The elements are each associated with a number of attributes including, for example, a name attribute, a position attribute, a length attribute, one or more angle attributes, and a parent attribute (indicating the element from which an element depends). As vascular objects such as grafts 92 and collaterals 74 may extend from one element (e.g., branch 70) to another element, such objects may have, in addition to a parent attribute, a target attribute that indicates the element and associated position to which the element extends. As indicated above with respect to the branches menu 68 a of
Elements such as stenosi 80, grafts 92 and/or stents 96 typically have an additional type attribute that supplements their respective names for further specificity. Stenosis types can include, for example, concentric, eccentric, ring, tubular, ostial or anastomotic, as indicated above with respect to the aberrations menu 68 b of
As further indicated above with respect to the menus 68, elements such as collaterals 74, irregularities 86, stenosi 80, thrombus 79, ulcerated plaques 83 and calcification 87 are also typically associated with a degree attribute. More particularly, for example, collaterals and calcification may be associated with the degree of faint, moderate or heavy. Irregularities, thrombus and ulcerated plaques may be associated with the degree of mild, moderate or severe, for example. And a stenosis may be associated with a degree equaling its percent of blockage, which typically ranges from 1% to 100%. In this regard, when the degree of a stenosis equals 99%, the percent degree may further indicate that the degree represents a “sub-total” or “near-total” occlusion. Similarly, when the degree of a stenosis equals 100%, the percent degree may optionally further indicate that the degree represents a “total” occlusion. For a summary of various vascular objects and modifiers, and their associated attributes, see Table 1 below.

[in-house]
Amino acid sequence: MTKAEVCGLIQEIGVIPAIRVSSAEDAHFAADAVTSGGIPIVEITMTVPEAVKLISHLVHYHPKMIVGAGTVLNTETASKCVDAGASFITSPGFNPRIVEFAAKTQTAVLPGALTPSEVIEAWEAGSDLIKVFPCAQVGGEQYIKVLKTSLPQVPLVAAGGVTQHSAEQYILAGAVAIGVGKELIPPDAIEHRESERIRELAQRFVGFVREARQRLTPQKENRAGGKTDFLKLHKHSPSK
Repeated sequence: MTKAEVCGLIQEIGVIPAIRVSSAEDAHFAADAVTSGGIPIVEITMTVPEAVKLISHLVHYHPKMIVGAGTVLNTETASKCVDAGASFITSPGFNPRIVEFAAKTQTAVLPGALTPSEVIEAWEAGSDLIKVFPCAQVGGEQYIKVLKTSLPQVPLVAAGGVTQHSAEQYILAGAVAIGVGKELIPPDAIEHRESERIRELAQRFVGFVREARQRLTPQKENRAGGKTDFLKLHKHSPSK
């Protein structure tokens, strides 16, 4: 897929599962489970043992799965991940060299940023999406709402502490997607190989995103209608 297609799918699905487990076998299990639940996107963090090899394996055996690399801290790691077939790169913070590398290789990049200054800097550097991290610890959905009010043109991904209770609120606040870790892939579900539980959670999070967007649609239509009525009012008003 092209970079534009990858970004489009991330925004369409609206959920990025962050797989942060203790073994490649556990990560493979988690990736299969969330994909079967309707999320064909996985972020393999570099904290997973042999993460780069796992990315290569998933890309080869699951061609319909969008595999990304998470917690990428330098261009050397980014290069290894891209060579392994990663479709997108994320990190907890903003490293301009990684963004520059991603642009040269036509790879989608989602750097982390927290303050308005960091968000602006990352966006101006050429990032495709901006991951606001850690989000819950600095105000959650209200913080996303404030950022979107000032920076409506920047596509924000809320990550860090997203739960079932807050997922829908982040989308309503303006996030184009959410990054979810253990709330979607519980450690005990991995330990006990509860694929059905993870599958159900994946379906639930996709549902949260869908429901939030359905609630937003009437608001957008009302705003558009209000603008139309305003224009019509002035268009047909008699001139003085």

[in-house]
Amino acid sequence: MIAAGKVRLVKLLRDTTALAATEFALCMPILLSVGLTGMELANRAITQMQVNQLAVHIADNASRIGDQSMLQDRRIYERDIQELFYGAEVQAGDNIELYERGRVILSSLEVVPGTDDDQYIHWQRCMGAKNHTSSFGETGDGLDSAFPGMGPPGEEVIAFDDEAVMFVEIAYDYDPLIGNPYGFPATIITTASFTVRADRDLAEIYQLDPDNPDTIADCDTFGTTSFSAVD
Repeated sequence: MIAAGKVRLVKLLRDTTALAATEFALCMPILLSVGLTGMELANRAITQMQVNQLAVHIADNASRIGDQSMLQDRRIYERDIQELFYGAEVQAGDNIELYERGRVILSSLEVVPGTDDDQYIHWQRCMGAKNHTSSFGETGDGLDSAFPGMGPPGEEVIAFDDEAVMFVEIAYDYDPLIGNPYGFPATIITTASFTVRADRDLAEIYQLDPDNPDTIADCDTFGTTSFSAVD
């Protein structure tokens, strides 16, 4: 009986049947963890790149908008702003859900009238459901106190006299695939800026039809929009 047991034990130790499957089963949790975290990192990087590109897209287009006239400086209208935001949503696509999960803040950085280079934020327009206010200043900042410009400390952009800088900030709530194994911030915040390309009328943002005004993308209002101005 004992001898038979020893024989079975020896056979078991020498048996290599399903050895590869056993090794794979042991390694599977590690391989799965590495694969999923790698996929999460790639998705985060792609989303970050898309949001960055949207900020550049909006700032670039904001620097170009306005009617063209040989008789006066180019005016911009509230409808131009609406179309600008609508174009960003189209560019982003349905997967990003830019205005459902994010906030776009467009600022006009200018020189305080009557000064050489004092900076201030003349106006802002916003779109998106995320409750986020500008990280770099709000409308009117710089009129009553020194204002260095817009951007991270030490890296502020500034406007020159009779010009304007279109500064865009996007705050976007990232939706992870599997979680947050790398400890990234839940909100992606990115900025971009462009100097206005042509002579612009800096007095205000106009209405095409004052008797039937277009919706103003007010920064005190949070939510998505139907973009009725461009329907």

Element (basic attributes:
name, position, length,
Small, medium, large
Small, medium, large
Right, left, co-dominant
None, mild, moderate, severe
Small, medium, large
First, second, third, etc.
None, mild, moderate, severe